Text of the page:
“Today we are seeing the benefits of the first business tax cuts in 20 years. According to figures released by the U.S. Census Bureau, New Hampshire is now leading the way nationwide with nearly a 14 percent increase in tax revenues. This was accomplished by a Republican controlled legislature that lived within its means and passed a budget that cut business taxes and provided for an environment that will continue to attract business to New Hampshire,” said Hinch. “At the end of the day, Governor Hassan was wrong to delay critical allocations to help deal with the opioid crisis and she was wrong in her claim that tax cuts would hurt our economy. She was wrong then to veto the budget, she is wrong now with her political commercial claims of crafting a bipartisan budget solution and she will be wrong if she also takes credit for the successes leading the way nationwide with a 14% increase in tax revenues. Bottom line; ‘It is what it is!’”
Read the full article from The Hill here: State tax revenues hit the skids
Concord, NH – Senate Majority Leader Jeb Bradley (R-Wolfeboro) and House Majority Leader Richard Hinch (R-Merrimack) issued the following statement ahead of the Governor’s announcement of the Granite Hammer grant recipients.
“In June, Governor Hassan urged House democrats to reject a bill which included $1.5 million of drug interdiction resources. Thwarting drug dealers is more important than the Governor’s political aspirations, so the legislature reconvened to pass this critical funding for increased law enforcement focused on combating the heroin and opioid crisis,” said Senate Majority Leader Jeb Bradley (R-Wolfeboro). “We are concerned that it has now taken almost three months since the bill became law to award these grants to reach communities around the state.”
“No one solution will solve the heroin and opioid epidemic, but delaying funding to target the heroin crisis following Governor Hassan’s budget veto, and other resources that the legislature has made available over the course of the last year, prevented our communities from taking the swift action necessary to combat the crisis. I look forward to the progress that is sure to be made in the next few months once communities have the resources they need,” added Bradley.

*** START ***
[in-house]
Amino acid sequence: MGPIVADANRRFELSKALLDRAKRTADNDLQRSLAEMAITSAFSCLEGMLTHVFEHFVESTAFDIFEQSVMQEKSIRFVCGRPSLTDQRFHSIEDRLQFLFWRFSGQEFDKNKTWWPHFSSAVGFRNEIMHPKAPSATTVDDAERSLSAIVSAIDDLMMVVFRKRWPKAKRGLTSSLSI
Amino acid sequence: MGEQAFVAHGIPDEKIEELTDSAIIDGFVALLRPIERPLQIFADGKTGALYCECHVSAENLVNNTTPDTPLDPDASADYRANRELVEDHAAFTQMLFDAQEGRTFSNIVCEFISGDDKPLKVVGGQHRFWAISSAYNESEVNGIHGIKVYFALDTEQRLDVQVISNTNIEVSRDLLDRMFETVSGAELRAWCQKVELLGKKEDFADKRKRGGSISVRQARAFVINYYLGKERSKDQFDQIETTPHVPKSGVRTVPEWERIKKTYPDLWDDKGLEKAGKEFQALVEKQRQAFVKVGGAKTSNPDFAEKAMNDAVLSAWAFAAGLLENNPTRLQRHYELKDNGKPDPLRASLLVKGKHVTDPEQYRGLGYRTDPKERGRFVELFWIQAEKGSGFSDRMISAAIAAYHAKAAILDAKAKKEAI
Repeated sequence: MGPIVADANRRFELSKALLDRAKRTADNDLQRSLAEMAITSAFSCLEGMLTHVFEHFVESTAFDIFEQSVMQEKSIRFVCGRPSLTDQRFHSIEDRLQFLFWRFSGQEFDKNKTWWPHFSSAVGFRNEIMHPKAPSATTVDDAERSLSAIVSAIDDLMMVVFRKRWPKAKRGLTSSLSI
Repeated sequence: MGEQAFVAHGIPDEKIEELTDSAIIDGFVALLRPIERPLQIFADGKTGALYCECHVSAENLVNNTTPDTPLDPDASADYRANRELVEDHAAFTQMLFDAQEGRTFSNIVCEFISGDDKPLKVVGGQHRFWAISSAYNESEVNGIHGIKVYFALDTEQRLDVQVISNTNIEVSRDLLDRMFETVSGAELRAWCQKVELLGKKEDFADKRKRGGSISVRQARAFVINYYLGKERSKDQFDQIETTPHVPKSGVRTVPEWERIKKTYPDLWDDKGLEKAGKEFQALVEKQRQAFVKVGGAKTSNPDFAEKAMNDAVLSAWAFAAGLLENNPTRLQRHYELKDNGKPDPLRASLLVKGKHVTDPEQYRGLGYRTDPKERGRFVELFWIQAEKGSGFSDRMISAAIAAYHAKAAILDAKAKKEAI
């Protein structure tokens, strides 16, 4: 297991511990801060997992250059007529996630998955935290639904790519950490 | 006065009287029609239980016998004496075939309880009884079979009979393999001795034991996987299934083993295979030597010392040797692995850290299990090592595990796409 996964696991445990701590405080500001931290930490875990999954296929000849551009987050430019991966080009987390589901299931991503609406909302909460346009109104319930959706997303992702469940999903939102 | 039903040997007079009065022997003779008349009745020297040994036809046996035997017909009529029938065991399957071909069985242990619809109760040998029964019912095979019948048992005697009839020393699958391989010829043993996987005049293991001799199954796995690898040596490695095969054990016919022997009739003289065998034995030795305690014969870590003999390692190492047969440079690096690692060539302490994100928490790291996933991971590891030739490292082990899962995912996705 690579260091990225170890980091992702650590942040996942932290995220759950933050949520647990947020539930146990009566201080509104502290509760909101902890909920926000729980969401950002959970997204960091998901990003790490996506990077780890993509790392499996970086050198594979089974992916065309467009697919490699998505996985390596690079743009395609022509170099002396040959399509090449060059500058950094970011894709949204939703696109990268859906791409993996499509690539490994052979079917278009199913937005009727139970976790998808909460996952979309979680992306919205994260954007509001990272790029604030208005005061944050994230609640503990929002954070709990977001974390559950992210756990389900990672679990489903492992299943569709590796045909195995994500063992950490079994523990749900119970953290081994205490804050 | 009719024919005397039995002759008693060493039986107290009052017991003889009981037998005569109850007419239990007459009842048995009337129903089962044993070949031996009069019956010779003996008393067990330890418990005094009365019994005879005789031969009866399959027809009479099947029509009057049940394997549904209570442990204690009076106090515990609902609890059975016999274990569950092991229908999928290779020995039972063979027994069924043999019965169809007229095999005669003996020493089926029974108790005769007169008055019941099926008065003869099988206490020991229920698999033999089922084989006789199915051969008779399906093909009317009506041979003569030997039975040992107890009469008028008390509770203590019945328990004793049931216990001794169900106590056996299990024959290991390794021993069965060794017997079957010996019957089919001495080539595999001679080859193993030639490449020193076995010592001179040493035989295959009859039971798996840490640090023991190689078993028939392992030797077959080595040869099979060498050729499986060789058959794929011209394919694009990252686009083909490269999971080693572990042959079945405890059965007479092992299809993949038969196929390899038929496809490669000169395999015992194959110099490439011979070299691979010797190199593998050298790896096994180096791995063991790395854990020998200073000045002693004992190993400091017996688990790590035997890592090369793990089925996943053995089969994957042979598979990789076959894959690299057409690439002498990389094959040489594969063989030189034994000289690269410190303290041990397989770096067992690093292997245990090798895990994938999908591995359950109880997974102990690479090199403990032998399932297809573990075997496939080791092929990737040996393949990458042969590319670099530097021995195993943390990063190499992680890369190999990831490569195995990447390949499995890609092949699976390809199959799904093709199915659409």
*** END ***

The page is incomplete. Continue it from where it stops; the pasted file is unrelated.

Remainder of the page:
“The legislature came together in June to act on this important issue, and we’re glad these funds are finally being disbursed. However, the Governor was ready to call us into a Special Session the same day Granite Hammer failed in the House,” said House Majority Leader Richard Hinch (R-Merrimack). “Where is that same urgency with deploying the funds? It is unfortunate that the Governor has taken over three months to announce and award these grants, which conveniently happens to be closer to Election Day.”
CONCORD – House Majority Leader Dick Hinch (R-Merrimack) offered the following comments relative to the Joint Legislative Fiscal Committee vote on Friday that failed to remove items from the table related to funding for the Gateway to Work program, thereby precluding action on the items by the committee.
“On the same day a document was presented that stated the Department of Health and Human Services is dealing with a $47 million deficit, the Fiscal Committee was asked to reexamine spending millions of dollars on Gateway to Work,” said Hinch. “You can’t simultaneously have a large operating deficit, and suggest a new spending program is in order before you examine ways to fix the existing deficit. Plus, there are additional yet-to-be determined costs to the TANF fund as a result of a state Supreme Court decision. We can’t realistically look at drawing down the TANF fund until the implications of this court opinion are determined.”
Hinch added, “At a time where we have unemployment at less than three percent, is it the right use of funds to spend over $35,000 per person to administer this program for about 230 people? Most people agree with the concept of job training, but in this case, the cost per person equals that of roughly 2 years of education at our community colleges. It’s just not clear to us how this program comes at the right time for the right cost.”
“If the governor was a full time employee, appropriately supervising her department heads and managing the budget, I would hope she would have thought this through. Instead, we have a proposal that circumvents the normal legislative process, and shuffles money around in a department that is already in deficit.”
Background: The Fiscal Committee item sought to use $8.3 million of TANF funds to administer the Gateway to Work program for a 6 month period (source document, page 69). The DHHS dashboard, an informational item received by the committee, stated that the department had identified a potential budget deficit of $46.9 million (source document, page 224). On Tuesday, the NH Supreme Court issued an opinion that may affect how the state determines TANF benefits (source document).